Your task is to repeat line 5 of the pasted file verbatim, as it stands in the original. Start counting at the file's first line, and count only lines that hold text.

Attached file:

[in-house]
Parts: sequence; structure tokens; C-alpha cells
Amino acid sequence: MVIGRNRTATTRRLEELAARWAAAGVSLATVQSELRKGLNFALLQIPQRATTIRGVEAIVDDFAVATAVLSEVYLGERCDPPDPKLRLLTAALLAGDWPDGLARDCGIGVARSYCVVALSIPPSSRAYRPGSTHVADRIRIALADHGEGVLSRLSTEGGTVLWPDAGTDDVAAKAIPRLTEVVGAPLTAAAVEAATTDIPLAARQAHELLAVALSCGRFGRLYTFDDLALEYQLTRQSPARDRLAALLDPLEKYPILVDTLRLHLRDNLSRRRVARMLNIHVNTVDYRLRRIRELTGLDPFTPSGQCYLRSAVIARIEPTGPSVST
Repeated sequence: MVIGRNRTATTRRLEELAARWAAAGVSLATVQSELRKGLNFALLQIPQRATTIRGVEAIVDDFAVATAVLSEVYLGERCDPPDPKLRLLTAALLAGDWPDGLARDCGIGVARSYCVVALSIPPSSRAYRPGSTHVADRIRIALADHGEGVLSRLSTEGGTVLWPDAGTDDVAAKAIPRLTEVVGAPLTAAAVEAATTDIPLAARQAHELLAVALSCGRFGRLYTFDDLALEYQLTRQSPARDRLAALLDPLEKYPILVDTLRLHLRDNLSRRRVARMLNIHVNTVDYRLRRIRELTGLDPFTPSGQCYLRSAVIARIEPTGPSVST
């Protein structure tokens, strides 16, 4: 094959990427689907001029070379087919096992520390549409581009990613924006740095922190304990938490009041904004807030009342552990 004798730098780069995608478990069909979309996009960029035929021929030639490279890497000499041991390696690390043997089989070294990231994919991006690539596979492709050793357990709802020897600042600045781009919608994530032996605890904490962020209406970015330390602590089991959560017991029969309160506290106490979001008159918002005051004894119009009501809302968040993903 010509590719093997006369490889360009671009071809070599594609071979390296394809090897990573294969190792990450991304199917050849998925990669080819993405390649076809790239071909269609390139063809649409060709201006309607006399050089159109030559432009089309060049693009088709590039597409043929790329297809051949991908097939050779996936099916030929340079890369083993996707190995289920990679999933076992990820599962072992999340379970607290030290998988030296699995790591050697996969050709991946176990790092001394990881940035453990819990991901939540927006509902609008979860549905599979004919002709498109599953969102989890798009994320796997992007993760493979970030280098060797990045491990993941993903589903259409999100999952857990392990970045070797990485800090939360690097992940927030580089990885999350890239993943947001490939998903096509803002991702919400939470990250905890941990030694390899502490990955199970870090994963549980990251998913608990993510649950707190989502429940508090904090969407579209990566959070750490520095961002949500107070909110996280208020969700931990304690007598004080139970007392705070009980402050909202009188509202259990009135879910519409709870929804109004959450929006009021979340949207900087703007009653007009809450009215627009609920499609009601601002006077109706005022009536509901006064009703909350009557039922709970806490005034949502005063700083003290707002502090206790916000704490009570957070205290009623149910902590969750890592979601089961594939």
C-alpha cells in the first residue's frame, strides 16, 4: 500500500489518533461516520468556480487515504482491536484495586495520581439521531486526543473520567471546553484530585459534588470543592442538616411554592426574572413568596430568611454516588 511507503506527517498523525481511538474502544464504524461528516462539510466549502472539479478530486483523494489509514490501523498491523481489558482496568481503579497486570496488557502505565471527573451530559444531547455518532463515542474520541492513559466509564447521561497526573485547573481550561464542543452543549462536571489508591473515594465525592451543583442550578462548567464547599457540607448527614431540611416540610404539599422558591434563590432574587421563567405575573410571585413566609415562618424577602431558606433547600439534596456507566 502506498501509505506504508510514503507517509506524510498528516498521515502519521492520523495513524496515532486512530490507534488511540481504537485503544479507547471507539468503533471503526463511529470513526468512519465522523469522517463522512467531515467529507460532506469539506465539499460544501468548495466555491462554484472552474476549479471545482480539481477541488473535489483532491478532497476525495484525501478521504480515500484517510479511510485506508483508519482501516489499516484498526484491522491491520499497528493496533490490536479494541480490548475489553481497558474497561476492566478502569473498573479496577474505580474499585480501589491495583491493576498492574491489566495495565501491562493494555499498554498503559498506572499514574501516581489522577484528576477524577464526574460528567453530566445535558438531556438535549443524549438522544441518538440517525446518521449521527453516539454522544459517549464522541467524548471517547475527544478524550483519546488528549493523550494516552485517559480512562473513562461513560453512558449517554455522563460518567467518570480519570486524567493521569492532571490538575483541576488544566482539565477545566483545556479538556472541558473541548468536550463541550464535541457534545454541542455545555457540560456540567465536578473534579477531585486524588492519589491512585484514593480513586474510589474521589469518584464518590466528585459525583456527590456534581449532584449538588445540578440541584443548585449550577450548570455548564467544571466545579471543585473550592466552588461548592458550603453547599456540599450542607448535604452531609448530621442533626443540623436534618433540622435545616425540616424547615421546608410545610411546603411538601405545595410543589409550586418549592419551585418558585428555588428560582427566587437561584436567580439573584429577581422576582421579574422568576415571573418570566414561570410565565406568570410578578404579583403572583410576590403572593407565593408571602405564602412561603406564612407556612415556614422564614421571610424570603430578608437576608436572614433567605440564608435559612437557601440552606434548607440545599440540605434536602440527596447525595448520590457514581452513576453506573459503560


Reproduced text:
């Protein structure tokens, strides 16, 4: 094959990427689907001029070379087919096992520390549409581009990613924006740095922190304990938490009041904004807030009342552990 004798730098780069995608478990069909979309996009960029035929021929030639490279890497000499041991390696690390043997089989070294990231994919991006690539596979492709050793357990709802020897600042600045781009919608994530032996605890904490962020209406970015330390602590089991959560017991029969309160506290106490979001008159918002005051004894119009009501809302968040993903 010509590719093997006369490889360009671009071809070599594609071979390296394809090897990573294969190792990450991304199917050849998925990669080819993405390649076809790239071909269609390139063809649409060709201006309607006399050089159109030559432009089309060049693009088709590039597409043929790329297809051949991908097939050779996936099916030929340079890369083993996707190995289920990679999933076992990820599962072992999340379970607290030290998988030296699995790591050697996969050709991946176990790092001394990881940035453990819990991901939540927006509902609008979860549905599979004919002709498109599953969102989890798009994320796997992007993760493979970030280098060797990045491990993941993903589903259409999100999952857990392990970045070797990485800090939360690097992940927030580089990885999350890239993943947001490939998903096509803002991702919400939470990250905890941990030694390899502490990955199970870090994963549980990251998913608990993510649950707190989502429940508090904090969407579209990566959070750490520095961002949500107070909110996280208020969700931990304690007598004080139970007392705070009980402050909202009188509202259990009135879910519409709870929804109004959450929006009021979340949207900087703007009653007009809450009215627009609920499609009601601002006077109706005022009536509901006064009703909350009557039922709970806490005034949502005063700083003290707002502090206790916000704490009570957070205290009623149910902590969750890592979601089961594939």